How to Have a Joyful Marriage
I am my wife's chief intercessor and she is mine, making requests on one another’s behalf. We are journey-mates in the fellowship of the gospel, all about seeing the "good work" in one another being advanced.

How to Have a Joyful Marriage

by Mike and Anne Rizzo
3/29/17 Christian Living

What images are evoked in your mind when you think of a joyful marriage? Two smiley faces perhaps? A couple that is always looking on the bright side and are never discouraged? Measuring by this matrix alone, we will come up short more often than not. Let us consider a broader description of what joy is comprised of. Equivalent meanings include: fruition, maturation, gratification, and fulfillment. This widens the road for us, providing a more objective grid by which to evaluate whether or not we have an enjoyable life.

If you’ve been married for any length of time, you know that daily skirmishes are not uncommon in a marriage—speed bumps, I call them—they slow you down for just a moment, but are not too difficult to overcome. Then there are times when there is out-and-out warfare at hand. The battle is raging and the need to find a united marital front is imperative. Allow me to use an illustration drawn from one of my favorite periods of history.

Franklin D. Roosevelt and Winston Churchill were two leaders of nations allied together against the Axis powers in World War II. The book No Ordinary Time by Doris Kearns Goodwin describes what life was like on the homefront in the United States during the war. She recalls one occasion when Roosevelt and Churchill had just spent three weeks together at the White House in strategic war planning and personal friendship building. These great leaders stood in front of war maps, played card games, solemnly reviewed the casualties of the war, and enjoyed good food and conversations. They battled with Congress over appropriation measures and Churchill found time for his daily afternoon nap (a man after my own heart).

Upon his return to England, Churchill received a note that Roosevelt had wired ahead. It read: “It is fun to be in the same decade with you.” Here are two commanders-in- chief, their kingdoms allied against a daunting foe, who took time to develop—and found delight in—a deep friendship.

Reading the president’s message inspired me to reflect upon the last three-and a-half decades of my life, the highlight being the pleasure of partnering with one beautiful woman. Together, we have walked through our history, keenly aware of the plotting of the “god of this world.” Like those great leaders, we see it expressed through evil nations, yes, but also in the attacks upon the marriage and family—our own as well as those whom we’ve pastored over the years.

It’s been our experience to grieve over the casualties of this war—men, women, and children left broken in the wake of conflict. We have also rejoiced in the battles fought and won, restoration being God’s specialty, and knowing that in Him all things are possible.

The book of Philippians is known for its theme of joy.

I thank my God upon every remembrance of you, always in every prayer of mine making request for you all with joy, for your fellowship in the gospel from the first day until now, being confident of this very thing, that He who has begun a good work in you will complete it until the day of Jesus Christ. (Philippians 1:3–5; emphasis added)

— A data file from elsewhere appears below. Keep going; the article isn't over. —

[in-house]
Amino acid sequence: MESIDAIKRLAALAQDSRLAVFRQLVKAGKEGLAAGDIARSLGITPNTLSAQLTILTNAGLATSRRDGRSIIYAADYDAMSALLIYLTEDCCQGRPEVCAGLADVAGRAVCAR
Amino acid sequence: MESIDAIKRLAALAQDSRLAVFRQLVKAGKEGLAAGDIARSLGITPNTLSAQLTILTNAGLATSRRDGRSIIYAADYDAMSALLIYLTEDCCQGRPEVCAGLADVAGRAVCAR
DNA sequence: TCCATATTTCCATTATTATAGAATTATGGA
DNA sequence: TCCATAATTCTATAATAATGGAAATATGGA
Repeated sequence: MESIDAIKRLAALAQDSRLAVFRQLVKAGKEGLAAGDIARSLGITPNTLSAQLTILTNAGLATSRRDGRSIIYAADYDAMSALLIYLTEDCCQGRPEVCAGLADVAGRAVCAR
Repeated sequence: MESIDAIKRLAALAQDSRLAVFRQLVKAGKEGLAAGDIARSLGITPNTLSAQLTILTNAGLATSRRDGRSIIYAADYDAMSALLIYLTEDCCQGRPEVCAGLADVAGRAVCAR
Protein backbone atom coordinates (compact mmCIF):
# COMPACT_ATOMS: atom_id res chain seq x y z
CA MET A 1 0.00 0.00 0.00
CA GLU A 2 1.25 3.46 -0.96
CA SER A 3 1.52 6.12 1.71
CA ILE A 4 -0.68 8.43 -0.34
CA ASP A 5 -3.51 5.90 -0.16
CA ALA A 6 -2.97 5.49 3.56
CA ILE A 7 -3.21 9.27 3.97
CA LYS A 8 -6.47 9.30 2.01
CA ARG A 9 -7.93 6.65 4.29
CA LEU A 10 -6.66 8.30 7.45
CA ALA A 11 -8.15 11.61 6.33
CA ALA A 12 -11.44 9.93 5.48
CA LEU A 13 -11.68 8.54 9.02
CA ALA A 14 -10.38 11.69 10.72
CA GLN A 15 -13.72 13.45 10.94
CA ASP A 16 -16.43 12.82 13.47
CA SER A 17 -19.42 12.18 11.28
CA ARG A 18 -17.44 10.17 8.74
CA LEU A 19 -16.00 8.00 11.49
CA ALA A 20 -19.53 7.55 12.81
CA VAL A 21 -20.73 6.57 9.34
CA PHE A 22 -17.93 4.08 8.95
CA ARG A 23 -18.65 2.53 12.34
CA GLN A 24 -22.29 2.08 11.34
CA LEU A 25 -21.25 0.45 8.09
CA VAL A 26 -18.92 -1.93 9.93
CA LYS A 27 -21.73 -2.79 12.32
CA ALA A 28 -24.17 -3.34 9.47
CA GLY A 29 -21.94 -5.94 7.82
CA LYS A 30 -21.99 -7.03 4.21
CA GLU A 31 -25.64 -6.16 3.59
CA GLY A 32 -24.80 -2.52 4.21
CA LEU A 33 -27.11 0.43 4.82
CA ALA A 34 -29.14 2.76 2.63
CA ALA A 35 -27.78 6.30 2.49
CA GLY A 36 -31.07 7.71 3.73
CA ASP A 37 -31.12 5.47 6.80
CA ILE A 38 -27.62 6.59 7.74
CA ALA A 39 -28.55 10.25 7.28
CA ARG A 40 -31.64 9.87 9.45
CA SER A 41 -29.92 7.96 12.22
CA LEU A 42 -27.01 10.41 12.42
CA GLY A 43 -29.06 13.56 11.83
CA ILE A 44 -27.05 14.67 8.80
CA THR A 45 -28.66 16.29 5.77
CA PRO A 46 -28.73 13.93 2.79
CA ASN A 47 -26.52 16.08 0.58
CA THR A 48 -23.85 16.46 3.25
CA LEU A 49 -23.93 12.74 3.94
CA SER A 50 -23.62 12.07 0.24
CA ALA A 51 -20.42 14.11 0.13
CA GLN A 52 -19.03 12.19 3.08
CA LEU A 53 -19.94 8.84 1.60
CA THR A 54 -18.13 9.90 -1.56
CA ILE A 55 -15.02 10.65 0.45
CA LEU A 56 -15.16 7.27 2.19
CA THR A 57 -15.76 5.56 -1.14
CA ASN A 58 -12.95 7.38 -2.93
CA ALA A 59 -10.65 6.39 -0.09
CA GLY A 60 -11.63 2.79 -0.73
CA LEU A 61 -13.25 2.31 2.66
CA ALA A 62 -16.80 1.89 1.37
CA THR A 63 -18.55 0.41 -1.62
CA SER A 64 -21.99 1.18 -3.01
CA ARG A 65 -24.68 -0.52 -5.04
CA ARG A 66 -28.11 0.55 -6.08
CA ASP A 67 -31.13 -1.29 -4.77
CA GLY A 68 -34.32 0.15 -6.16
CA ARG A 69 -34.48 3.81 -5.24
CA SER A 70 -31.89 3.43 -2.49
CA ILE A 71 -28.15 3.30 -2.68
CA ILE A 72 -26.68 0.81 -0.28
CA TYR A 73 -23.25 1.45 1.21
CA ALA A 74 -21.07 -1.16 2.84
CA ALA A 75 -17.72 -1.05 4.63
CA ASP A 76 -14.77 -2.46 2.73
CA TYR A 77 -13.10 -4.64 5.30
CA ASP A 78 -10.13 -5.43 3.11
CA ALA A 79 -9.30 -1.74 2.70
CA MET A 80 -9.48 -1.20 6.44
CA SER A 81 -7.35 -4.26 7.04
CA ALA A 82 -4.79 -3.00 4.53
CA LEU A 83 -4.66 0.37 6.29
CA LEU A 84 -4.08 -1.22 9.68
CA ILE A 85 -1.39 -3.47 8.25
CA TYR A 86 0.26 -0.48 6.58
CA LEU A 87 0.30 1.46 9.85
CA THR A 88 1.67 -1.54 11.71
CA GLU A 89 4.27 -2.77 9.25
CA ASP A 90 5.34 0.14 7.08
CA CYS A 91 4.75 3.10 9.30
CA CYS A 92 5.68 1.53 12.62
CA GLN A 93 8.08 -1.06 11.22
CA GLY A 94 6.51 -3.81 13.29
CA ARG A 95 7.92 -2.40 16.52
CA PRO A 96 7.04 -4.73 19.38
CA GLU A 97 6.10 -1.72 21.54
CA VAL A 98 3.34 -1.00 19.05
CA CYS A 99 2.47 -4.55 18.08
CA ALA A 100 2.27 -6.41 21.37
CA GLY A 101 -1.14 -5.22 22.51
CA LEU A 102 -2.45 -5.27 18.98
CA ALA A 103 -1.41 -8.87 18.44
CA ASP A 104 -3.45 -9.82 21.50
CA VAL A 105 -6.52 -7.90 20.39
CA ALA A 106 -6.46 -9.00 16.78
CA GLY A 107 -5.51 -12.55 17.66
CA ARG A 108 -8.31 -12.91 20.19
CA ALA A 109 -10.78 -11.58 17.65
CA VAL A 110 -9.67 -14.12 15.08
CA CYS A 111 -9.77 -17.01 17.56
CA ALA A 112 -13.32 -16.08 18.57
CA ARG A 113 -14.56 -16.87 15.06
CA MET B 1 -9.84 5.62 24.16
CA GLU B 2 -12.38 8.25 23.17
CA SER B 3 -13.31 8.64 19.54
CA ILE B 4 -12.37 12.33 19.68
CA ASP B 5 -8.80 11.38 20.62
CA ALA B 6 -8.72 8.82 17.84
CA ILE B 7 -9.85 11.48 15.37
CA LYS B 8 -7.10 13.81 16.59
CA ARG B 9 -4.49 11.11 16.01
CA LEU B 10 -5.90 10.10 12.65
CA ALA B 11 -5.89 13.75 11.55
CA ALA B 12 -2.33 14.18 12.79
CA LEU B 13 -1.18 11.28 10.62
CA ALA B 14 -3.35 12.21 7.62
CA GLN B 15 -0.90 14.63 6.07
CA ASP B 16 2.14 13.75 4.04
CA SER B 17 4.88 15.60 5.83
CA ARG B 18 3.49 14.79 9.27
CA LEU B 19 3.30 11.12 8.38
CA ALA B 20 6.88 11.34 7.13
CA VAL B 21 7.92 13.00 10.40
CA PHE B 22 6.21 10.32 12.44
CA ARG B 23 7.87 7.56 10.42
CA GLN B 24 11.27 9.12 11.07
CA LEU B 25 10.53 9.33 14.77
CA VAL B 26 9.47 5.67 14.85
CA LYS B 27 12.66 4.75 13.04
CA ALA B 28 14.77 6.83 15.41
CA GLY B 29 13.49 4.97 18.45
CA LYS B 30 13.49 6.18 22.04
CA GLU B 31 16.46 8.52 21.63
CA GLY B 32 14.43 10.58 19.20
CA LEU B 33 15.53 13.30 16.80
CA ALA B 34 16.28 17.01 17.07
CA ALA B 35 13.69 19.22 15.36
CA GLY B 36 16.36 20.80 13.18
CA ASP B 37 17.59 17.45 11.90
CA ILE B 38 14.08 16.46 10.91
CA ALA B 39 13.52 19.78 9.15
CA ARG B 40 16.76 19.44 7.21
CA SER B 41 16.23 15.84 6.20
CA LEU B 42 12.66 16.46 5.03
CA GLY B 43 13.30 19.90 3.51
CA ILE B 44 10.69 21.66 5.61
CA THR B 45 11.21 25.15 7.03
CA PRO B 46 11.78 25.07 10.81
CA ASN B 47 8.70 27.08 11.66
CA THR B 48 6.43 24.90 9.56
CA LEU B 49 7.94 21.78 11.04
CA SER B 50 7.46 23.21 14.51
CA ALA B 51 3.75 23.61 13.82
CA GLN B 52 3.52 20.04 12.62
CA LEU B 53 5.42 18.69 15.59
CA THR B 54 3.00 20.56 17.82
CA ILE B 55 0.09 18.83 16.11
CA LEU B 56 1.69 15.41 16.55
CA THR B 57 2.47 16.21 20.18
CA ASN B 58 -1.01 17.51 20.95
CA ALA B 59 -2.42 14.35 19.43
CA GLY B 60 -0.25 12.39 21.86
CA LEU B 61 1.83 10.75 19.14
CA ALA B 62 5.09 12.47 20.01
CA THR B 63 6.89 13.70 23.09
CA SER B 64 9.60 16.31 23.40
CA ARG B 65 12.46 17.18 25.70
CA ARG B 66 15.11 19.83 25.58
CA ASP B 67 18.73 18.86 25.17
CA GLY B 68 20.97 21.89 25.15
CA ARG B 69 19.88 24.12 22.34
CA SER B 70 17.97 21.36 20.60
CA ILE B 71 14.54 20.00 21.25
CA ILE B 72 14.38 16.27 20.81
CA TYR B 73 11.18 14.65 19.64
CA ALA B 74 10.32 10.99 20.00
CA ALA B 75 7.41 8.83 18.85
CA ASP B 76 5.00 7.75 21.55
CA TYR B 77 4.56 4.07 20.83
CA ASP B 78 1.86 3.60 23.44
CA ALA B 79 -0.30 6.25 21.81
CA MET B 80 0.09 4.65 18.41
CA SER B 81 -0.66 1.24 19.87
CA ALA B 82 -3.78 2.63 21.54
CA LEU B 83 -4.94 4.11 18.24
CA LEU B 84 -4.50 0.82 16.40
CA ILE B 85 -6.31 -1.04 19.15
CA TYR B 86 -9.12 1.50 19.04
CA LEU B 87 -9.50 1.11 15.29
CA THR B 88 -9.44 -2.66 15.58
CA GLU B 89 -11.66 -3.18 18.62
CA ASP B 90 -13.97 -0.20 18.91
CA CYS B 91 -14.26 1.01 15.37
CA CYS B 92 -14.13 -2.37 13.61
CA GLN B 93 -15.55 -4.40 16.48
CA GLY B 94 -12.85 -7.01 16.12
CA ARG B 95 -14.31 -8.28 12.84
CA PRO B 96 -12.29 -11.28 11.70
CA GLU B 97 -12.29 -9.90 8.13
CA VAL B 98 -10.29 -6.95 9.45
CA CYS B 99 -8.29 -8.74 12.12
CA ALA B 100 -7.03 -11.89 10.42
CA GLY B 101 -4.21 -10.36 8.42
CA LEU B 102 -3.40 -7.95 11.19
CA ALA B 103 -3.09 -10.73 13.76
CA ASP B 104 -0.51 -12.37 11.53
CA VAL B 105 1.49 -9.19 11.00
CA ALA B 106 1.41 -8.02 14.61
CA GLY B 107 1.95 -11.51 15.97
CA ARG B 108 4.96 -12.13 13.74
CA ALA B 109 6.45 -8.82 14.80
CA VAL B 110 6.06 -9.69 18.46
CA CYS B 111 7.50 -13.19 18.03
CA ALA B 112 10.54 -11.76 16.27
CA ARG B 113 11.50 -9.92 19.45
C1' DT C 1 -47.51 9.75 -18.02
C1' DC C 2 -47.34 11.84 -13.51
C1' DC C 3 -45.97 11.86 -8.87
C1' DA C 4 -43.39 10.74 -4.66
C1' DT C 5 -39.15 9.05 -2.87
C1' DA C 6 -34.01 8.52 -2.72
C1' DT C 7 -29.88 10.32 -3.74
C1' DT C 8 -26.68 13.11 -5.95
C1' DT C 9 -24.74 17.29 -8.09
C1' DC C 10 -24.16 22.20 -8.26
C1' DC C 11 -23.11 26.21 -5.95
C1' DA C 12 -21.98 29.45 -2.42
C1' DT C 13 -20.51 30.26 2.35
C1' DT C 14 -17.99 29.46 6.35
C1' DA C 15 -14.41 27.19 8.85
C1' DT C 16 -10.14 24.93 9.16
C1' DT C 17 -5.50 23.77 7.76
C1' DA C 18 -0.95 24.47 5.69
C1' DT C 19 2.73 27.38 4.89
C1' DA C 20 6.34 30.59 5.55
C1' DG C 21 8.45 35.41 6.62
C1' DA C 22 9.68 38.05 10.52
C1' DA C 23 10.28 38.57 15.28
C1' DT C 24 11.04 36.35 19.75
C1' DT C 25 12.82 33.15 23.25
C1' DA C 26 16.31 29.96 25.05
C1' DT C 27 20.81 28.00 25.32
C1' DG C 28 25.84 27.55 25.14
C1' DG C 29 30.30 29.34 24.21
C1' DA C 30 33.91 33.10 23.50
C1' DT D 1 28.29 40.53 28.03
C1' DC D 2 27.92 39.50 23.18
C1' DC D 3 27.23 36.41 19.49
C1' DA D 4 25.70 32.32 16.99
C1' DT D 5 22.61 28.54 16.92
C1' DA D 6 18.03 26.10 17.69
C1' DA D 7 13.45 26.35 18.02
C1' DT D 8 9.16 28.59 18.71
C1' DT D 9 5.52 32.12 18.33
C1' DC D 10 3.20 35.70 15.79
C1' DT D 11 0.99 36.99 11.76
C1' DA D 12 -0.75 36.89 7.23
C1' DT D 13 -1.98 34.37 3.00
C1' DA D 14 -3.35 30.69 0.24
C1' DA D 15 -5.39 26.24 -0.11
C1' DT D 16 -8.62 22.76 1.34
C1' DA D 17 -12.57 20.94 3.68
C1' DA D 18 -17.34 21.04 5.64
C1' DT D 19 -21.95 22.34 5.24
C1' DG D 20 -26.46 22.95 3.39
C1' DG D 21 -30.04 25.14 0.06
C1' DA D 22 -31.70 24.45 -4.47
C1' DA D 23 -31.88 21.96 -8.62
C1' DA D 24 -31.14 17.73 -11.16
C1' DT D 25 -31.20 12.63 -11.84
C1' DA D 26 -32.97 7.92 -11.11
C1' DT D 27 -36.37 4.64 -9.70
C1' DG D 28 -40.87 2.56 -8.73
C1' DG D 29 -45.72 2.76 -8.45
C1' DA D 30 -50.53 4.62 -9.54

Consider your spouse in the context of this passage and you will see components of a joyful marriage!!

I am my wife’s chief intercessor and she is mine, making requests on one another’s behalf. We are journey-mates in the fellowship of the gospel, all about seeing the “good work” in one another being advanced. Anne and I have garnered authentic, tangible joy over the course of our marriage, while also being aware that a fuller measure of joy awaits us on that future day.

We have found the path of true, lasting joy in a marriage to be from the inside out. Naturally, external benefits are appreciated and welcomed into the mix. We thank God for secure and abundant finances, good health, unity in family relationships, fun vacations, and the abatement of spiritual warfare where seasons of peace reign. When all is running smoothly, almost anyone can maintain a level of joy.

Contrastingly, our need for joy is acutely felt in times of trial. We are exhorted to “count it all joy” when we are tested (James 1:2). The deeper meaning here is that we are to rule, have authority over, literally, to command our souls in the battle. Herein is the formation and ongoing development of the inside-out dimension.

Strong marriages, contending for joy, build their muscle here in the times of trial.

Jesus was anointed by God with the oil of gladness (Hebrews 1:9) and yet was a man of sorrows, acquainted with grief (Isaiah 53:3). He commanded His soul in the apex of His suffering, as He did throughout His life, choosing instead to see the joy set before Him (Hebrews 12:2).

Husbands and wives, fix your eyes on this Man, the greatest leader of all time. He is the author, the finisher, and all you need in between, the one who will empower your faith and open your eyes to see the joy.

Vertical Marriage

Mike and Anne Rizzo

position

  • Directors of Marriage and Family Ministries

Mike and Anne Rizzo have been in pastoral ministry for over 30 years and currently serve as directors of Marriage and Family Ministries at the International House of Prayer in Kansas City. They carry a passion for personal mentoring, teaching, and raising up marriages that exalt the name of Jesus. Mike and Anne have three grown children and one grandchild, and are the authors of Vertical Marriage: A Godward Preparation for Life Together and Longing for Eden: Embracing God’s Vision in Your Marriage.

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